The two year research project is now nearing its end, but it has definitely thrown up some interesting ideas. Recycling liquid waste to produce fertilizer from urine would undoubtedly improve sanitation if it were rolled out on a large scale. It could contribute to local food security; reversing soil degradation which is caused by imbalanced use of chemical fertilizers. As DAP is expensive many farmers rely on urea only, which leads to over fertilisation of nitrogen and depletion of other plant nutrients as phosphate and potassium. Enriched soil would yield better quality, organic produce which could possibly be sold at higher prices on the market. It could lead to nutrient independence, providing cheaper fertilizer for Nepal’s farmers currently reliant on chemical fertilizers imported at prices that are not always affordable, if at all available. 

Acquiring enough urine is still an issue and for the idea to develop into a workable system, changes would need to be made at a policy level, creating, for example a policy whereby offices were required to supply urine to the collection system. Cost is also a factor; setting up the infrastructure needed would undoubtedly require a significant investment. Add to this the stigma associated with handling urine, and the hygiene education that would be needed, and it’s clear there is still some way to go. 

In Kathmandu alone, 1 billion litres of nutrient-rich urine are currently being wasted each year, polluting our rivers and ground water – just think how many crop yields could be enriched if it were to be put to use!

Listen to an Interview with Eawag Researchers Raju Khadka and Marijn Zandee

Written by Anita Pradhan, Documentation Manager, WaterAid in Nepal and Yvonne Struthers


Pee cycle

December 17, 2010

Why fuss about sanitation?

Filed under: MDG,Sanitation,Urine — Tags: , , — Kabir Das Rajbhandari @ 5:46 pm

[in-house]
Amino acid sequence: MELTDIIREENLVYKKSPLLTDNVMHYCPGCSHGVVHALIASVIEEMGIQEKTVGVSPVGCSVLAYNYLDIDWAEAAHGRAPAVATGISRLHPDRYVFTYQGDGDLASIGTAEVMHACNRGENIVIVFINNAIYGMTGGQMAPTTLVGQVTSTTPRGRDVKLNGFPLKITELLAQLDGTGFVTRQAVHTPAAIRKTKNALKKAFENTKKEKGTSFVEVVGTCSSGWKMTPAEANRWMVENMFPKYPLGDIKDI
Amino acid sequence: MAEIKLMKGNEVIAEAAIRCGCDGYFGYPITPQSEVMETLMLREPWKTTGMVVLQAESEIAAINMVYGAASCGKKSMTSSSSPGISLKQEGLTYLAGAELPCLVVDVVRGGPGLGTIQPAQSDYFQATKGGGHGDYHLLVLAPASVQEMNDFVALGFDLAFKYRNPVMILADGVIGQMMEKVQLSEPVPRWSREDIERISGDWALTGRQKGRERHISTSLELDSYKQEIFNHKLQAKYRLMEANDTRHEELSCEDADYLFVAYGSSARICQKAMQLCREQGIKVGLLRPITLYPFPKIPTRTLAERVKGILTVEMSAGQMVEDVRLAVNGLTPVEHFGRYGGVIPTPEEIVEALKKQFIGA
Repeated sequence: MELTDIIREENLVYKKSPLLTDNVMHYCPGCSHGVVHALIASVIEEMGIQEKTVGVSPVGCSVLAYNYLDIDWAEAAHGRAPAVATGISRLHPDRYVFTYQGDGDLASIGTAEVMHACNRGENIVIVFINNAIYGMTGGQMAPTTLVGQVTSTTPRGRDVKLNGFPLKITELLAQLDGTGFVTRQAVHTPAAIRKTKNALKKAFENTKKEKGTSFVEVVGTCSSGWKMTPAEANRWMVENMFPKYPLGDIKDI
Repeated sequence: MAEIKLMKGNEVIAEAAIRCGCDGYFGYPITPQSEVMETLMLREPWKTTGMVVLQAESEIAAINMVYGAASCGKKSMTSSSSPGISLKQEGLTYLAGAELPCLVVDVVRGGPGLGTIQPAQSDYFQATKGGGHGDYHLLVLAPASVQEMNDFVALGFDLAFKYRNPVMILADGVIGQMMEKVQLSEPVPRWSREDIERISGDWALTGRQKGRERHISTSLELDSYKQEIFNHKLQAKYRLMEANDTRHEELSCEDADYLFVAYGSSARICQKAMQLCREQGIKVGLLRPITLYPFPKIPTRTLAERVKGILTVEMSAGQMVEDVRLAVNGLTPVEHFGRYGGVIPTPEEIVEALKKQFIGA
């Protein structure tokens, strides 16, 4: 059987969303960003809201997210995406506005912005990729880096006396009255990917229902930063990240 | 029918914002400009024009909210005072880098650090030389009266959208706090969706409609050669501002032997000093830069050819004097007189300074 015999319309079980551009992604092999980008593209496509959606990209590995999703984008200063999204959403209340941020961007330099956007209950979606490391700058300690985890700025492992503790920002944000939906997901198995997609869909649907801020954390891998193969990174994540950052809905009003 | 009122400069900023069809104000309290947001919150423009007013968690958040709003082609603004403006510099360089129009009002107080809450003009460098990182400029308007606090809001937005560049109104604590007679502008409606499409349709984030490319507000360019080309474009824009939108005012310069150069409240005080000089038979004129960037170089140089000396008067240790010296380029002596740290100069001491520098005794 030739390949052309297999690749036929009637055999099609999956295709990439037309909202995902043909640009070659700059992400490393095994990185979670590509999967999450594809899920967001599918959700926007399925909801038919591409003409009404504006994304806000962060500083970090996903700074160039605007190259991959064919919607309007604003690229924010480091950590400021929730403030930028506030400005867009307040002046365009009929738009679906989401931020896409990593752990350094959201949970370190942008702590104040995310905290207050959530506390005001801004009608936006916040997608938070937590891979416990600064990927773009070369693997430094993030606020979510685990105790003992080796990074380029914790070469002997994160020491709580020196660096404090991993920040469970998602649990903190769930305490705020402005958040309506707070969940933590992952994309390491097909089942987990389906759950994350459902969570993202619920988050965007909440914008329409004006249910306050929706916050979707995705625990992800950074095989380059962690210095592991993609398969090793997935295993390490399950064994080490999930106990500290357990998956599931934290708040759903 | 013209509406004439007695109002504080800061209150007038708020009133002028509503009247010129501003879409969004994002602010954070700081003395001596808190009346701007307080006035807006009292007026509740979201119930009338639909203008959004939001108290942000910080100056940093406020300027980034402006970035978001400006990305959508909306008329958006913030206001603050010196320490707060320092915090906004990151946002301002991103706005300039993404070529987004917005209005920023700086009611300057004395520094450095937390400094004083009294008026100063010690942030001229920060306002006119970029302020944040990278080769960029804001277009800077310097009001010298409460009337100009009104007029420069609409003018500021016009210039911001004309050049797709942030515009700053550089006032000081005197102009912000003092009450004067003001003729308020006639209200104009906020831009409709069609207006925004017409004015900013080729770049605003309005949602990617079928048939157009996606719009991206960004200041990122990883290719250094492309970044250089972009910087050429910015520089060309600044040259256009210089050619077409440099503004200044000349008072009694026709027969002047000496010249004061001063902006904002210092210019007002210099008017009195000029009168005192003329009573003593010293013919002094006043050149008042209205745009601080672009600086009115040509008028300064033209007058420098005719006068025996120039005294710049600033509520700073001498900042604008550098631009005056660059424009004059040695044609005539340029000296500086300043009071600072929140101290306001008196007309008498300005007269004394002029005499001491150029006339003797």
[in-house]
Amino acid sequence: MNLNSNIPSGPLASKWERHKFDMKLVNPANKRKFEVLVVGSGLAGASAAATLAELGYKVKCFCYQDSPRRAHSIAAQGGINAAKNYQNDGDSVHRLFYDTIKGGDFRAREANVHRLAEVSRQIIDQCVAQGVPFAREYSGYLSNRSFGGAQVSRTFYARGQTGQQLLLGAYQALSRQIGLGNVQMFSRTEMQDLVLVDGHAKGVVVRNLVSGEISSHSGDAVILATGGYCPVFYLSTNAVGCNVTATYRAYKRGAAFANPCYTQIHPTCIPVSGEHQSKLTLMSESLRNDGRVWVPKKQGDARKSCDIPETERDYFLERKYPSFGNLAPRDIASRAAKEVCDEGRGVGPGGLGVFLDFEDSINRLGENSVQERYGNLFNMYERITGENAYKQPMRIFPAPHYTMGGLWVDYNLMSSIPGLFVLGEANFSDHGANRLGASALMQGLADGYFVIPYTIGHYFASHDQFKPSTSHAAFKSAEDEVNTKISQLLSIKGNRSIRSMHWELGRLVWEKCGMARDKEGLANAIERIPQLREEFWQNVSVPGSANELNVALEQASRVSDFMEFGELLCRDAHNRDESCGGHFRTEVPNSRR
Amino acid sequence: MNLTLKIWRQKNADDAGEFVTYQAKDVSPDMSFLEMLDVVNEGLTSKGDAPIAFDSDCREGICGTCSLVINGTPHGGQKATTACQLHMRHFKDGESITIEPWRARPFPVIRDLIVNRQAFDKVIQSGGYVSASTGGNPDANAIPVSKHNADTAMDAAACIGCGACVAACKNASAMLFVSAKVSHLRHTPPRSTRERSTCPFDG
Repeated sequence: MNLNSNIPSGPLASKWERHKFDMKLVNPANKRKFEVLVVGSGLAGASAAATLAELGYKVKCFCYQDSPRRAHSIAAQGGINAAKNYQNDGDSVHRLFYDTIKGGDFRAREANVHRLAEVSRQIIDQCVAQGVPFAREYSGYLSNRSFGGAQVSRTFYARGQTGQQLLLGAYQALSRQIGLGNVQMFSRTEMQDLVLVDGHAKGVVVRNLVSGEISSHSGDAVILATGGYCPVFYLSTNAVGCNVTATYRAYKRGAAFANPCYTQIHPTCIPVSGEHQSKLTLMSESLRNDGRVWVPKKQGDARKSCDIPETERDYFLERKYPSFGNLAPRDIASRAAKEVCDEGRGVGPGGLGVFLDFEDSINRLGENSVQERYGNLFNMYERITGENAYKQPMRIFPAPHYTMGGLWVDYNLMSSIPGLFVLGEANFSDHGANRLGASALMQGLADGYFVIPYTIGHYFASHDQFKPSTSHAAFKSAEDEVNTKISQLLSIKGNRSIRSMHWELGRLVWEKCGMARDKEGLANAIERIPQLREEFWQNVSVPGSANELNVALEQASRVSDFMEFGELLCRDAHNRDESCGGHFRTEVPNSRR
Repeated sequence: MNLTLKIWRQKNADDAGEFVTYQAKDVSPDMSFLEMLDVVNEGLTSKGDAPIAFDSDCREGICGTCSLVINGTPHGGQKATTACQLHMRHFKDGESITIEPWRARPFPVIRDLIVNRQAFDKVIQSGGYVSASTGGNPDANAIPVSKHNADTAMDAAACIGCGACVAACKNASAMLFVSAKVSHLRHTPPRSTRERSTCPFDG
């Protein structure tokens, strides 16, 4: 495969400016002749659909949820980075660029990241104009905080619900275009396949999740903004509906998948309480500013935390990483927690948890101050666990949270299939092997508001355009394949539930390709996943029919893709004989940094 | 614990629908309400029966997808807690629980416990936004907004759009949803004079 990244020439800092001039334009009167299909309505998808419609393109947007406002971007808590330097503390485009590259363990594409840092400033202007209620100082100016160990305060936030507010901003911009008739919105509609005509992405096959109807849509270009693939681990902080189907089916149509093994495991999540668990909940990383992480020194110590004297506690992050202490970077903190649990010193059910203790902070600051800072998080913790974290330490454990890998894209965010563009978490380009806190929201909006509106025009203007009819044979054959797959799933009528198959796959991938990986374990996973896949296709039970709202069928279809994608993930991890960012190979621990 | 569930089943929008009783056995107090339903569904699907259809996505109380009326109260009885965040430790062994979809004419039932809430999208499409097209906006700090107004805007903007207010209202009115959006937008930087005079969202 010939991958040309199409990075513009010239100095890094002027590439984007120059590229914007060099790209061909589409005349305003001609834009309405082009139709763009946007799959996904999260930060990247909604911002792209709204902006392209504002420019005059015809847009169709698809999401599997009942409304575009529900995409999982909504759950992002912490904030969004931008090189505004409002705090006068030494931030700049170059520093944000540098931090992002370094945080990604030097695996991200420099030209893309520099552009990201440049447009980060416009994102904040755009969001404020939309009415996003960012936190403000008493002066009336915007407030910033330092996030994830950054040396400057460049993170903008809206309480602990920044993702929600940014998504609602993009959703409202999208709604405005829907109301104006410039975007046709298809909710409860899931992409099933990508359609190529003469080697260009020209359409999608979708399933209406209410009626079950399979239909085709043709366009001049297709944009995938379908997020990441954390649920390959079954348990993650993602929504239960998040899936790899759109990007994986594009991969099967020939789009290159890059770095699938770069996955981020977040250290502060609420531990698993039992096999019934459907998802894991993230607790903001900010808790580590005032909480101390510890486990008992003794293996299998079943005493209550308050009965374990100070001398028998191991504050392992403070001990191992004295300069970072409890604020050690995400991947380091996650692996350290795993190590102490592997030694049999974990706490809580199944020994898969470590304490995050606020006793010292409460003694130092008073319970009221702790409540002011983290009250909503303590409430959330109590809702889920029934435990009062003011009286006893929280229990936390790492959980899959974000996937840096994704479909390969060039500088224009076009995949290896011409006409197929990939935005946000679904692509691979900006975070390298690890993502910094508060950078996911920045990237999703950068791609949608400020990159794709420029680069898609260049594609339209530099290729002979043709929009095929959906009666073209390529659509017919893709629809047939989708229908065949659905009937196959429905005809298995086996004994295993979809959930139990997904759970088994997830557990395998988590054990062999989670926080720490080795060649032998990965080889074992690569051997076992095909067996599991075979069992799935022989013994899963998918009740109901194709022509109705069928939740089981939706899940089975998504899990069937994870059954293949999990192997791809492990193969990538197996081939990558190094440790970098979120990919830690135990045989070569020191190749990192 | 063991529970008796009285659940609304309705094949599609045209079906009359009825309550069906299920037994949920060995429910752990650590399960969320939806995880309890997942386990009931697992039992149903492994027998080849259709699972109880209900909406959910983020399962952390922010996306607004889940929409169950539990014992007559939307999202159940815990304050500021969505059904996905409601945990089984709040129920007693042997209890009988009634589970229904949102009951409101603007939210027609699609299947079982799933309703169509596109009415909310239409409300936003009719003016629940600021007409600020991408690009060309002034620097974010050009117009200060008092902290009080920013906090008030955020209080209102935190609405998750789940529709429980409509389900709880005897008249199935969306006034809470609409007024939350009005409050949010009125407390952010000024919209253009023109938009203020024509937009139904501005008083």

It is not an exaggeration to say that poor sanitation limits economic growth and cripples developing world economies. We know that poor sanitation invariably leads to low productivity. Without good sanitation, workers are less healthy and therefore less productive, live shorter lives, save and invest less and their children are less likely to attend school. On the other hand, with good sanitation, women, for example, are healthier, have more time for childcare and for income generating work. 

It has been estimated that meeting the sanitation Millenium Development Goals’ (MDG) target would yield economic benefits in the region of $63 billion each year (rising to $225 billion if universal access to sanitation were achieved.) Even conservative estimates predict that adequate investments in sanitation could provide the estimated annual 3% economic growth. Put even more simply, for every $1 invested in sanitation, $9 is returned to national economies in increased productivity and a reduced burden of healthcare. 

There are many examples of how improved sanitation can contribute towards economic development. For example, huge quantities of nitrogen, phosphorous and potassium in human excreta, particularly in urine, are wasted in sewerage systems and pit latrines. This represents a financial loss for public and private sewerage treatment services. Both rural and urban agriculture could benefit from nutrients from human urine and faeces to improve people’s livelihoods. 

Also, by preventing human excreta from polluting the human environment, the transmission of pathogens is also reduced. People are able to enjoy better health, allowing them to spend more time and energy on productive activities, mobilizing their assets while the costs of poor health are reduced. 

It is undeniable that improved sanitation is fundamental to improved livelihoods. Who can argue against the importance of safe sanitation and its effects on the livelihood improvements of the poorer sections of society? 

Buddhi and his grand-daughter Gyani Maya Sipai from Thimee, Bhaktapur, Nepal with produce grown using compost from latrines

Written by Kabir Rajbhandari, Programme Manager – Urban, WaterAid in Nepal

This blog was created by WaterAid under the creative commons licence